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9783895009235

Editors: Bennewitz, Ingrid; Layher, William

der âventiuren dôn

Klang, Hören und Hörgemeinschaften in der deutschen Literatur des Mittelalters

2013
17.0 x 24.0 cm, 176 p., cloth
59,00 €

ISBN: 9783895009235
Preface
Table of Contents
Sample

Short Description

The contributions in this volume assess the value of the acoustic in the Middle Ages and evaluate its importance in medieval literature. Although a great deal of research in Medieval Studies has focused on issues related to visuality, there has never been an in-depth study of the significance of auditivity in medieval courtly culture. The implications of sound and hearing have likewise remained unexamined. The essays (from John Greenfield, Harald Haferland, Susanne Knaeble, Andreas Kraß, Claudia Lauer, William Layher, Sylvan Wagner and Viola Wittmann) face the challenge of recovering that which seems to have faded away: the audible Middle Ages. Using a rigorous approach to examine acoustic phenomena and their reception in medieval texts and the cultures that produced them, this volume presents new insights about the richness of cultural production in the Middle Ages.

Description

In recent years the concepts “visuality” and “visual culture” have established themselves as leading paradigms in contemporary Medieval Studies. And this for good reason. The innate performativity of courtly interactions and the complex relationships between text and image in illustrated manuscripts make it clear that the Middle Ages was a fundamentally visual epoch.

And yet, there are a number of other interpretive approaches that can be applied to the literature of the Middle Ages and Early Modern era, and these should no longer be overlooked. Important questions must be asked, for example: What role did hearing play in courtly representation? Is there an auditory counterpart to the concept of the gaze in the Middle Ages? To what extent could sound be a vehicle for cultural engagement? Building on these questions, the research presented here focuses on the literary representation of acoustic events in order to engage in new ways with central texts in the German medieval tradition, such as the Parzival of Wolfram von Eschenbach, the Tristan of Gottfried von Straßburg, Laurin and Reinhart Fuchs.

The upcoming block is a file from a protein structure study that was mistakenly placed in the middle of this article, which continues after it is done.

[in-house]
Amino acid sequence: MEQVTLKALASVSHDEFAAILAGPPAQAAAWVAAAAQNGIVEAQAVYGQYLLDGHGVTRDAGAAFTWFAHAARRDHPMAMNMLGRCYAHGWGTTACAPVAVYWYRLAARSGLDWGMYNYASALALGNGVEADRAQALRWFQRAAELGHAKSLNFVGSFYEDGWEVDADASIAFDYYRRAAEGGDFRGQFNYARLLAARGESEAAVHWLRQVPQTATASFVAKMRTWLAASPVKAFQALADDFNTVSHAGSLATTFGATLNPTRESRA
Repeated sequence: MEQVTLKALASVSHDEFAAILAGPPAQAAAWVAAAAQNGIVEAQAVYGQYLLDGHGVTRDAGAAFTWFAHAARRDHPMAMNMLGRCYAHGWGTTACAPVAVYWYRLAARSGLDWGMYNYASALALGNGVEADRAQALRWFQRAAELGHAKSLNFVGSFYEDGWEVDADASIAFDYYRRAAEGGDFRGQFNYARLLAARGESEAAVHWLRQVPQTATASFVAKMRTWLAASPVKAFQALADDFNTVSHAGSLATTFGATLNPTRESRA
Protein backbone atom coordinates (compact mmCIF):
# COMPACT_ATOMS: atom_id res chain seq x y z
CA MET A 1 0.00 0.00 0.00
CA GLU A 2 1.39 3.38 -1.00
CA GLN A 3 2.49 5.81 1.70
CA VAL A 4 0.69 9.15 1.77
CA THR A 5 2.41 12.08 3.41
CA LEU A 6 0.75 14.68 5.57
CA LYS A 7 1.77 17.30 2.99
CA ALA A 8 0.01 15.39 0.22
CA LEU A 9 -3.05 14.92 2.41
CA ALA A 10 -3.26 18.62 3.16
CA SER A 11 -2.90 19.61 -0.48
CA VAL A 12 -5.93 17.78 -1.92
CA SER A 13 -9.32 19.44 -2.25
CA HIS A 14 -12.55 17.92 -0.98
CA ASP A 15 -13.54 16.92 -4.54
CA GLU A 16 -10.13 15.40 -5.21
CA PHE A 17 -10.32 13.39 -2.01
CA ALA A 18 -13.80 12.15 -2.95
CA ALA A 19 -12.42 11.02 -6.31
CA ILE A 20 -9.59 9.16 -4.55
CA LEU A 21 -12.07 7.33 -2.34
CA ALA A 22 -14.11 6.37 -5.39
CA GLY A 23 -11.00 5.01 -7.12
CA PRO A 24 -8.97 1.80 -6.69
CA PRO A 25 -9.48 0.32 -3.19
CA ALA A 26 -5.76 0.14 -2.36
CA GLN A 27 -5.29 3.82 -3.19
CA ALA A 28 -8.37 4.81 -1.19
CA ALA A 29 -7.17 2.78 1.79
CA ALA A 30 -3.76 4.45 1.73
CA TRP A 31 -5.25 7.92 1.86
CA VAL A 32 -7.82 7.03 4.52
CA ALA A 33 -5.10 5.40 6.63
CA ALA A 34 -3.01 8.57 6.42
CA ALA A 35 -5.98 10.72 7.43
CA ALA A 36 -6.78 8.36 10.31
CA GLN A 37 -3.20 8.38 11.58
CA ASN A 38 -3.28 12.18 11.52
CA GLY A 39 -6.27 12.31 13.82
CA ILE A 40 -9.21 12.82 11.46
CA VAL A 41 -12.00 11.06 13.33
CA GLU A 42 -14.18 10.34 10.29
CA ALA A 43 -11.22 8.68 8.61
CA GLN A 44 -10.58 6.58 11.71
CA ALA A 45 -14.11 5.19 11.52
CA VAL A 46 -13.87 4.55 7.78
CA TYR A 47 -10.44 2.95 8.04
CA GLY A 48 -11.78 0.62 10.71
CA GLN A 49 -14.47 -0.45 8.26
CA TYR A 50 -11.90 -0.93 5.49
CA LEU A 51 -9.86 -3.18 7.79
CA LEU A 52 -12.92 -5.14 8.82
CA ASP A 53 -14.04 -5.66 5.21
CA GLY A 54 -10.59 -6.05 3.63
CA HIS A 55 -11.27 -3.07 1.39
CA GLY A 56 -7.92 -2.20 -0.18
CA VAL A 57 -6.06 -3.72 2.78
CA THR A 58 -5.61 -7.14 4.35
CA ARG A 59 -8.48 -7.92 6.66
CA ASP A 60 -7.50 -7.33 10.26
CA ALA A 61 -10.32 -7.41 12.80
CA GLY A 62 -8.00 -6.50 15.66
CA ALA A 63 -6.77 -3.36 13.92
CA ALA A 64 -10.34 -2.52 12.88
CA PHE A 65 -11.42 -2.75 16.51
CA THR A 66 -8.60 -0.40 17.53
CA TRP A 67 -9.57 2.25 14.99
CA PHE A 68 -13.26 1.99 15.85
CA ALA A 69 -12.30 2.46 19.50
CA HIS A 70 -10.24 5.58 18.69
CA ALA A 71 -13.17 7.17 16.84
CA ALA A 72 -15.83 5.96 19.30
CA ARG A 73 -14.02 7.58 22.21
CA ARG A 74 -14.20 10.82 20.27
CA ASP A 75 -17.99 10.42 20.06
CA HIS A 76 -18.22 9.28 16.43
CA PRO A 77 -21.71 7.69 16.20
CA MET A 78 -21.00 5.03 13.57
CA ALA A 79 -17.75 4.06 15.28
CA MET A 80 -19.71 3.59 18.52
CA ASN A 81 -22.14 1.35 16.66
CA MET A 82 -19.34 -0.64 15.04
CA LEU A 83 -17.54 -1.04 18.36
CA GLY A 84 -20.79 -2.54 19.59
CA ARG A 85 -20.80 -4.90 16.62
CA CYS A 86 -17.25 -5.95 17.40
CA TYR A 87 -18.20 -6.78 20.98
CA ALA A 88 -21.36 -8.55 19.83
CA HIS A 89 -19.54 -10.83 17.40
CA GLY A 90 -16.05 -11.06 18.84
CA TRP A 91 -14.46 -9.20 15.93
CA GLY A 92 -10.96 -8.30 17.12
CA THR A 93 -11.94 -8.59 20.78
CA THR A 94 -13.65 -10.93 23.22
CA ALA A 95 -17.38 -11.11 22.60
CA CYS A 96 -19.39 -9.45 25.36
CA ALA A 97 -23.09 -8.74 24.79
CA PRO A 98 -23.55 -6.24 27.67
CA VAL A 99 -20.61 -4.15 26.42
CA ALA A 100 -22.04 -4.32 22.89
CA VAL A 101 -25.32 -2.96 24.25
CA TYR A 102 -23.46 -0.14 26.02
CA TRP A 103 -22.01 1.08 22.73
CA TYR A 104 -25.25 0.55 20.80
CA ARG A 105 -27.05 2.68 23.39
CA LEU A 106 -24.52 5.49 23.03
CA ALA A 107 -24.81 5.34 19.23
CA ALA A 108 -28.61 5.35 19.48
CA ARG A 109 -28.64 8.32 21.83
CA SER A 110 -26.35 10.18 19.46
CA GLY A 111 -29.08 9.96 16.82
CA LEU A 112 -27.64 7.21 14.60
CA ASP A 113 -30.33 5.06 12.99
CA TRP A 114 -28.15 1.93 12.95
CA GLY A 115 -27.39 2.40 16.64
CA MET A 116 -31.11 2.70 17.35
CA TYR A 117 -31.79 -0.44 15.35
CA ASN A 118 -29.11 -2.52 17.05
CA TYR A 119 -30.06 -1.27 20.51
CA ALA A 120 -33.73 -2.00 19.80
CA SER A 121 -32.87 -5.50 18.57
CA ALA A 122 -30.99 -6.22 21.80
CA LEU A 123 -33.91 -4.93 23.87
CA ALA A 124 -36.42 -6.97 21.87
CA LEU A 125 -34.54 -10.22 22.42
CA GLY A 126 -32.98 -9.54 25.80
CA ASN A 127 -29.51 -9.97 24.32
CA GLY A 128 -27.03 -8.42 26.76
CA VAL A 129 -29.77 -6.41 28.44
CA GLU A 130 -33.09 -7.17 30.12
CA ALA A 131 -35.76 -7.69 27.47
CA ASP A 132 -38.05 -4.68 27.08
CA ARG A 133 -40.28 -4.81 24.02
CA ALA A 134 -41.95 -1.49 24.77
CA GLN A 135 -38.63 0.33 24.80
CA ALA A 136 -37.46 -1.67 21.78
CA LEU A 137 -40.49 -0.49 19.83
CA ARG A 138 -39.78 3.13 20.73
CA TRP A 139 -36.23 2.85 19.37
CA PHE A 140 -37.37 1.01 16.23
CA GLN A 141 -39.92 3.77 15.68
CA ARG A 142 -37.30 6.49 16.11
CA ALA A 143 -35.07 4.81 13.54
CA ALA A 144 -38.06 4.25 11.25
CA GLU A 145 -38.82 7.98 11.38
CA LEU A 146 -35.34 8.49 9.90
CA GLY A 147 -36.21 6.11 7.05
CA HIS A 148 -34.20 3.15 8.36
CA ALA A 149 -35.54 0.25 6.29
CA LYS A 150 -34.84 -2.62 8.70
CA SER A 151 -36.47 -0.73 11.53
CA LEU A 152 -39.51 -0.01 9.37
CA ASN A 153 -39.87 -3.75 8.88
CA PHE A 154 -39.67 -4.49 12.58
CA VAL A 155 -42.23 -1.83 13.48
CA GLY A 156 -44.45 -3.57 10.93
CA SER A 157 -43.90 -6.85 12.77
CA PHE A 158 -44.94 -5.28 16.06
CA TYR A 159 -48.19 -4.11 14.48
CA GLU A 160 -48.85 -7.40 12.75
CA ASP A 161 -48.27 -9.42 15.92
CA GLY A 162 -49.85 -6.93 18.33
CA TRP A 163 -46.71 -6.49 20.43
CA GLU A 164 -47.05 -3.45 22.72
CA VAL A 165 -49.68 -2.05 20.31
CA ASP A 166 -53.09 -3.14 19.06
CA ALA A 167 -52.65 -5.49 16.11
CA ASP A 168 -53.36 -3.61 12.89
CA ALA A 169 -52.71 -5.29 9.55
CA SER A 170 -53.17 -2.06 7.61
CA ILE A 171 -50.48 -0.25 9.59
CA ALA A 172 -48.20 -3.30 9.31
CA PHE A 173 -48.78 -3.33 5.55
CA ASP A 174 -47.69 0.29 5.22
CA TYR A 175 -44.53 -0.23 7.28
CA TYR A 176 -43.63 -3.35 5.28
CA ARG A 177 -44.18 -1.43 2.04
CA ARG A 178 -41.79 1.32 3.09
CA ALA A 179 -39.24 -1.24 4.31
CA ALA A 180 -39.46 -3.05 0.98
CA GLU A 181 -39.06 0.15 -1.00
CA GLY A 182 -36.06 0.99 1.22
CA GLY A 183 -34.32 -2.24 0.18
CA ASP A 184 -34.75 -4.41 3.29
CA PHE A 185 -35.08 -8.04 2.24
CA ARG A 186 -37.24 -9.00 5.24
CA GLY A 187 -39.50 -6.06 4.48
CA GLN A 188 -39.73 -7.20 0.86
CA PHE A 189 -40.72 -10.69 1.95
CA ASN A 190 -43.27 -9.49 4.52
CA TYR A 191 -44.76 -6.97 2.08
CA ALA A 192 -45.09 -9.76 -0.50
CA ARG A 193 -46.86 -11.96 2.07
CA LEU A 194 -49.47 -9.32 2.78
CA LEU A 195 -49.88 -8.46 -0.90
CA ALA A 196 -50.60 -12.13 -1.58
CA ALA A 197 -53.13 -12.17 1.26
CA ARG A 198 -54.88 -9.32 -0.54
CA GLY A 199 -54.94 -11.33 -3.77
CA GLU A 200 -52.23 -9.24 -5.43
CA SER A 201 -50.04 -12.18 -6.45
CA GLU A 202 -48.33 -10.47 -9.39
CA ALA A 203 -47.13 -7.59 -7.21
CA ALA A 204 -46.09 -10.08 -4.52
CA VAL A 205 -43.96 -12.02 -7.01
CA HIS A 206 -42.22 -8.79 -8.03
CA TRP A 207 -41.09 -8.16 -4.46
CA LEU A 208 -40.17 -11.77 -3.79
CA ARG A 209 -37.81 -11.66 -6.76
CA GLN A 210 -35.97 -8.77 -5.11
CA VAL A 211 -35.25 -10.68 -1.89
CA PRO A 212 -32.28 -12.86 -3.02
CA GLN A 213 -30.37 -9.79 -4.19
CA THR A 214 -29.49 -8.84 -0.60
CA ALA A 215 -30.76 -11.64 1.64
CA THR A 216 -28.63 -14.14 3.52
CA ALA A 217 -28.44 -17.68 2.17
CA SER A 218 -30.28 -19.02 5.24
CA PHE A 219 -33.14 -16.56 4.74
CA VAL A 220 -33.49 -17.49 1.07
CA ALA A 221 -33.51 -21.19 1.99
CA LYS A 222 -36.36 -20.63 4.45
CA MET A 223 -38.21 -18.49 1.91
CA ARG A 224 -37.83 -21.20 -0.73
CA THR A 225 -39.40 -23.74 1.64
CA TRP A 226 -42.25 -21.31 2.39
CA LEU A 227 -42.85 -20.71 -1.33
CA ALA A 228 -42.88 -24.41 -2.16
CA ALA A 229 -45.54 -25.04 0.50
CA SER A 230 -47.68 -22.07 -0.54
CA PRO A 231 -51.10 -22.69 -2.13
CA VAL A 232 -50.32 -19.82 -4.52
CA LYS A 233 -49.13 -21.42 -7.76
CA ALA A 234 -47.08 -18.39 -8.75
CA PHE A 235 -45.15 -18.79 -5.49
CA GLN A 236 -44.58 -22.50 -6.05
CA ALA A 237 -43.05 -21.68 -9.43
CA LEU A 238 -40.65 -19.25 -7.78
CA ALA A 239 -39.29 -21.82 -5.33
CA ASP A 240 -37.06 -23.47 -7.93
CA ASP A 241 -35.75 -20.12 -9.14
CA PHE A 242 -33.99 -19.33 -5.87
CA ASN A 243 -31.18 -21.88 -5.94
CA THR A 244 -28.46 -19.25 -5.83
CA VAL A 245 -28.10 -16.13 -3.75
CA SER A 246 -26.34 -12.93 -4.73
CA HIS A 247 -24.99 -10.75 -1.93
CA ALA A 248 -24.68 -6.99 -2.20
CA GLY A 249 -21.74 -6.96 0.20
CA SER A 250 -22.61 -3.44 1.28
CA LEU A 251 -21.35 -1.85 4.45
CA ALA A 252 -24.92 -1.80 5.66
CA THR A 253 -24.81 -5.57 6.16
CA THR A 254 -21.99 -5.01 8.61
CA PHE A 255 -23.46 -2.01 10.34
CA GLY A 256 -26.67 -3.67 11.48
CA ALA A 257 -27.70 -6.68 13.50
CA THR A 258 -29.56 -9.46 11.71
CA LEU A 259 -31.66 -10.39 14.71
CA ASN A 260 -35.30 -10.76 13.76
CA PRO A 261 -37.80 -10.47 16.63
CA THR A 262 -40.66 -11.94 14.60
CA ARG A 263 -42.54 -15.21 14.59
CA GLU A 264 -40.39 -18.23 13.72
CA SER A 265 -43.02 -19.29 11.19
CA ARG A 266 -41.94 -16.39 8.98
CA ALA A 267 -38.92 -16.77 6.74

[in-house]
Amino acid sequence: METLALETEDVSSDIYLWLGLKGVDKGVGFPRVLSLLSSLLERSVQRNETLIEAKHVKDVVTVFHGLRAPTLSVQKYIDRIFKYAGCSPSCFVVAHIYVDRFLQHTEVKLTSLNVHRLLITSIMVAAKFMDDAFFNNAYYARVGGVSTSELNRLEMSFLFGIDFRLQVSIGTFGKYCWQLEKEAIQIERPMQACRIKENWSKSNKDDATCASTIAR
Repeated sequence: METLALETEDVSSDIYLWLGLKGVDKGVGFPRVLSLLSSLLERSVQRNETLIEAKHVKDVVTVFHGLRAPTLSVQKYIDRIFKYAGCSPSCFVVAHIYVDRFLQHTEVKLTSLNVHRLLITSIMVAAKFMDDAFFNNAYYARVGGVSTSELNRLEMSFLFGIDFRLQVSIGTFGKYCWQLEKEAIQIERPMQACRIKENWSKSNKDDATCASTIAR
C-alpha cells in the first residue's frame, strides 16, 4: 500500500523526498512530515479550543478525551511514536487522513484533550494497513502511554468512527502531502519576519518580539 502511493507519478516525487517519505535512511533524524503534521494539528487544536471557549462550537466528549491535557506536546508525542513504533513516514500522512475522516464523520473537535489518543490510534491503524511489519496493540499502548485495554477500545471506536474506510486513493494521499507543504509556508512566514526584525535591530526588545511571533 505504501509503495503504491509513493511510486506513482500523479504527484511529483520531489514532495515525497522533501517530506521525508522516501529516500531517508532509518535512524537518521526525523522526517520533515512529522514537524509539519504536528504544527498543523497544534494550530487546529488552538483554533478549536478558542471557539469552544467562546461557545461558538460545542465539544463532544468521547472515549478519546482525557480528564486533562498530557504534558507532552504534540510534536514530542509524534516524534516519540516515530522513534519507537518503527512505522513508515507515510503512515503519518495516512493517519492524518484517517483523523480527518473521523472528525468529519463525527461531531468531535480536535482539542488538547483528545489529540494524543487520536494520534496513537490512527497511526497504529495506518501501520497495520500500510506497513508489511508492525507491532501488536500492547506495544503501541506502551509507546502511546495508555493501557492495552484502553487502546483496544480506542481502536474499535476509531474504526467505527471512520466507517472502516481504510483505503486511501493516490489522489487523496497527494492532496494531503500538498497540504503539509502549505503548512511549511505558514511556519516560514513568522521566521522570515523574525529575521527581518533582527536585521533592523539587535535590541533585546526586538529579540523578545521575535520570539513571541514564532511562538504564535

The contributions in this volume assess the value of the acoustic in the Middle Ages and evaluate its importance in medieval literature. Although a great deal of research in Medieval Studies has focused on issues related to visuality, there has never been an in-depth study of the significance of auditivity in medieval courtly culture. The implications of sound and hearing have likewise remained unexamined. The essays from John Greenfield, Harald Haferland, Susanne Knaeble, Andreas Kraß, Claudia Lauer, William Layher, Sylvan Wagner and Viola Wittmann face the challenge of recovering that which seems to have faded away: the audible Middle Ages. Using a rigorous approach to examine acoustic phenomena and their reception in medieval texts and the cultures that produced them, this volume presents new insights about the richness of cultural production in the Middle Ages.

Series Description

This series, which will comprise doctoral and professorial dissertations and other monographs as well as collective volumes, aims at highlighting and promoting interdisciplinarity in Medieval Studies even more than is currently the case. Works from all branches of Medieval Studies will be accepted, provided they emphasise the aspect of interdisciplinarity, i.e. they attempt to transgress the boundaries of any single subject.

Keywords

Acoustic & sound engineering || Cultural & media studies (233) || Germanistik (37) || History (746) || Literary studies: general (105) || Literature: history & criticism (152) || Literaturwissenschaft (61) || Mittelalter (238) || Other technologies & applied sciences (9) || Society & culture: general (322) || c 1000 CE to c 1500 (347) || c 500 CE to c 1000 CE (173)